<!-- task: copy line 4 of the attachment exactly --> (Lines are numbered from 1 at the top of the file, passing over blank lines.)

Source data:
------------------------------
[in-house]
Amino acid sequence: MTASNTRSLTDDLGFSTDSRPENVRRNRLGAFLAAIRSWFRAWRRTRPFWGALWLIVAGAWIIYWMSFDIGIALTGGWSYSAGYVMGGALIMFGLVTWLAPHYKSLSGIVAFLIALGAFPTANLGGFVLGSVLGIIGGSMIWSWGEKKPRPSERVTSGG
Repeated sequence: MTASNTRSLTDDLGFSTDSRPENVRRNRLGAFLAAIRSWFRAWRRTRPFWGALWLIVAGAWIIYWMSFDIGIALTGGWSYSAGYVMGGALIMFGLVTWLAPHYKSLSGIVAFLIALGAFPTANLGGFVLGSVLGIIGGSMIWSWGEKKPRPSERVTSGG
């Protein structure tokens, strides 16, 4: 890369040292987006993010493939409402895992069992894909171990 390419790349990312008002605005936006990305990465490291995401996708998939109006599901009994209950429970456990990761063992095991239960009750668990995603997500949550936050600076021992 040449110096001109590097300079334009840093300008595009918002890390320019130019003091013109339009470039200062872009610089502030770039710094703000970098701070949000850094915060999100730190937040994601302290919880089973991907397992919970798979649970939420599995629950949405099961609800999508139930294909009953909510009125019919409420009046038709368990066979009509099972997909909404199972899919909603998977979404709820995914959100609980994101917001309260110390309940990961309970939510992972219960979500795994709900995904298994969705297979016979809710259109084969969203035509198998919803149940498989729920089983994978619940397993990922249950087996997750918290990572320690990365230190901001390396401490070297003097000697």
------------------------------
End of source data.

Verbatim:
């Protein structure tokens, strides 16, 4: 890369040292987006993010493939409402895992069992894909171990 390419790349990312008002605005936006990305990465490291995401996708998939109006599901009994209950429970456990990761063992095991239960009750668990995603997500949550936050600076021992 040449110096001109590097300079334009840093300008595009918002890390320019130019003091013109339009470039200062872009610089502030770039710094703000970098701070949000850094915060999100730190937040994601302290919880089973991907397992919970798979649970939420599995629950949405099961609800999508139930294909009953909510009125019919409420009046038709368990066979009509099972997909909404199972899919909603998977979404709820995914959100609980994101917001309260110390309940990961309970939510992972219960979500795994709900995904298994969705297979016979809710259109084969969203035509198998919803149940498989729920089983994978619940397993990922249950087996997750918290990572320690990365230190901001390396401490070297003097000697």